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Archive for September, 2009

mikeleenzpaPROSTABLOG NZ: Why would anyone say that getting prostate cancer was actually good for them?

In his speech to open a Blue September event earlier this month, Auckland Regional Council chairman Mike Lee (left) said just that.

Talking about his experience with prostate cancer, he described trying to ignore his rising PSA levels, finally being diagnosed, making drastic changes to his lifestyle and diet, and undergoing brachytherapy. Then he made this comment:

“In some ways, in terms of all-round health, in a funny sort of way, getting prostate cancer was good for me.”

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PROSTABLOG NZ: A minor matter for the record – as of today, the author of this blogsite, Jim Tucker, is no longer a member of the board of the Prostate Cancer Foundation of NZ.

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INSCIENCES: Death from prostate cancer does not vary greatly between men who undergo annual PSA screening and those who do not, according to an investigation of PSA outcomes published in the Archives on Internal Medicine today. READ MORE>

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DRUGS.COM: Most men are not being told the pros and cons of PSA tests, two new studies find. READ MORE>

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DAILY MAIL: A new treatment for treating prostate cancer – based on cells taken from the patient in the hope these will provoke the immune system into attacking and eventually killing the cancer -is being tested on men in the advanced stages of the disease. READ MORE>

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URO TODAY: In a Finnish study, an association between insulin level and prostate cancer risk was observed among leaner men and among men who were less physically active at work. READ MORE>

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WHITIREIA journalism student CARL SUURMOND went to the Chatham Islands with the Prostate Cancer Foundation last weekend. Here’s his first report (see below for his SLIDE SHOW):

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FLYING PROSTATE TEAM: from left, Carl Suurmond, Dene Ainsworth, Daniel Marshall, David Mason, Ash Zoias, Kelvin McDonald and Joe Tapara.

PROSTABLOG NZ: The men of the Chatham Islands are a tough  breed of fishermen and farmers whose work environments have shaped their hardwearing demeanour – but it’s the women of the island who are really tough.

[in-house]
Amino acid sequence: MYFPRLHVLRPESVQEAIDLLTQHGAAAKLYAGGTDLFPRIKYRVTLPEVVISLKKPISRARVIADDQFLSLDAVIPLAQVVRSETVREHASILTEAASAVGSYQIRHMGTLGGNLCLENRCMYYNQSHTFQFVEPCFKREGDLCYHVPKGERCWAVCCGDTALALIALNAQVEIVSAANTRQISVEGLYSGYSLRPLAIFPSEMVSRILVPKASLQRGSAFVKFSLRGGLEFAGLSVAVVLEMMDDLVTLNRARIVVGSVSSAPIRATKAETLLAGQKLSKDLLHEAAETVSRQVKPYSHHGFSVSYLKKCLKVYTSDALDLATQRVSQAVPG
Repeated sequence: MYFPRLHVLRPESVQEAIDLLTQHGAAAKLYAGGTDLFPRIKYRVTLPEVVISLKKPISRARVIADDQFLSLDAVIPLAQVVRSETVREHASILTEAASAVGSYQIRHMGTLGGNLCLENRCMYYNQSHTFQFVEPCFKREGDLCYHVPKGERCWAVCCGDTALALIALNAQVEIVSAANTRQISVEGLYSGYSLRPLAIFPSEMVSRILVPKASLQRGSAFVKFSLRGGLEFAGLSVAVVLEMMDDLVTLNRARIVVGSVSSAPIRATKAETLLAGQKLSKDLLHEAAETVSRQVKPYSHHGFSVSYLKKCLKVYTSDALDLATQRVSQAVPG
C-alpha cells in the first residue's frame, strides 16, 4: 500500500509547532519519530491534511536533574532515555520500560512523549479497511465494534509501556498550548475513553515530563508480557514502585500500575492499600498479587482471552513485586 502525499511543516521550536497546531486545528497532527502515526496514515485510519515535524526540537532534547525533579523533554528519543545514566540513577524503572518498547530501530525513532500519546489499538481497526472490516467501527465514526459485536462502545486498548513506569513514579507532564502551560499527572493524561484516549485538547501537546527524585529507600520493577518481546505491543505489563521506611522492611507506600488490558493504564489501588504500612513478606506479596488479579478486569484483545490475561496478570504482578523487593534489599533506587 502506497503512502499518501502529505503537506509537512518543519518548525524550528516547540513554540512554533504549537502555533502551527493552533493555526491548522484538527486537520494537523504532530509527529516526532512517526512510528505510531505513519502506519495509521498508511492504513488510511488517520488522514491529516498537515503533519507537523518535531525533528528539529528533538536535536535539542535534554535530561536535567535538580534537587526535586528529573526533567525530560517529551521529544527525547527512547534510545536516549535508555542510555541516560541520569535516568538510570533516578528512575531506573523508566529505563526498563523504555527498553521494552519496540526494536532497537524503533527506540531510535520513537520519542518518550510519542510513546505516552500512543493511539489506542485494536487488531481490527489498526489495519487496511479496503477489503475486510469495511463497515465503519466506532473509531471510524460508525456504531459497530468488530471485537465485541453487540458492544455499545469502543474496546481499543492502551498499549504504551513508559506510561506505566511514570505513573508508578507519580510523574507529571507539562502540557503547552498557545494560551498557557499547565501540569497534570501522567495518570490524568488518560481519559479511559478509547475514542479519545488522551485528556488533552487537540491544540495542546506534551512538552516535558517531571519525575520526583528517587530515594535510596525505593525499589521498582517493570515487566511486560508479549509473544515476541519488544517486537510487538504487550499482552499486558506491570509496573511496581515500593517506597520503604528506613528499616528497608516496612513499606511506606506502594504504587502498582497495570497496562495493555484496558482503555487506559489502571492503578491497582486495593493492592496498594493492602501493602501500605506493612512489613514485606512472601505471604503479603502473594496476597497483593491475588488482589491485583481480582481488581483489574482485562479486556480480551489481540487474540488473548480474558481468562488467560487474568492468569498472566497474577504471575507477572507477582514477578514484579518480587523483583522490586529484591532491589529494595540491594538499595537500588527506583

Without the support and encouragement of wives, partners and mothers, many of the male inhabitants of the island may not have turned up at the presentations on prostate cancer held over the weekend.

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Prostate Cancer Foundation board member Dene Ainsworth (left) and Joe Tapara.

That’s the view of Joe Tapara (Ngāti Ruanui),  cultural adviser for the Hao Te Ora o Wharekauri Trust and member of the Chatham Islands Māori Community Health.

“The wives and the partners were the reason why so many men turned up,” he said. “Without them nagging, I’m not sure how many would have bothered.”

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Dene (right) in the jump seat behind the pilots.

The weekend presentations aimed to raise awareness of prostate cancer and promote early detection, with a focus on reducing fatalities amongst Māori men.

Maori are less likely to be diagnosed early and suffer a death rate after diagnosis that is twice that of non-Māori.

The trip was funded and organised by the NZ Prostate Cancer Foundation, in conjunction with Māori Community Health and Chatham Island Health Care.

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David Mason (right) and Daniel Marshall get checked out on a boat at Port Hutt.

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ISLAND FOOD: The team is spoiled at Kaingaroa.

The team included the expertise of urologist Dave Mason and trainee urologist registrar Daniel Marshall, both from Hastings.

Otaki’s Dene Ainsworth (Te Āti Awa Iwi), a board member on the foundation, and prostate cancer survivor, shared his own experience during four well-attended presentations to several communities around the island, which is 800km off the coast of Christchurch.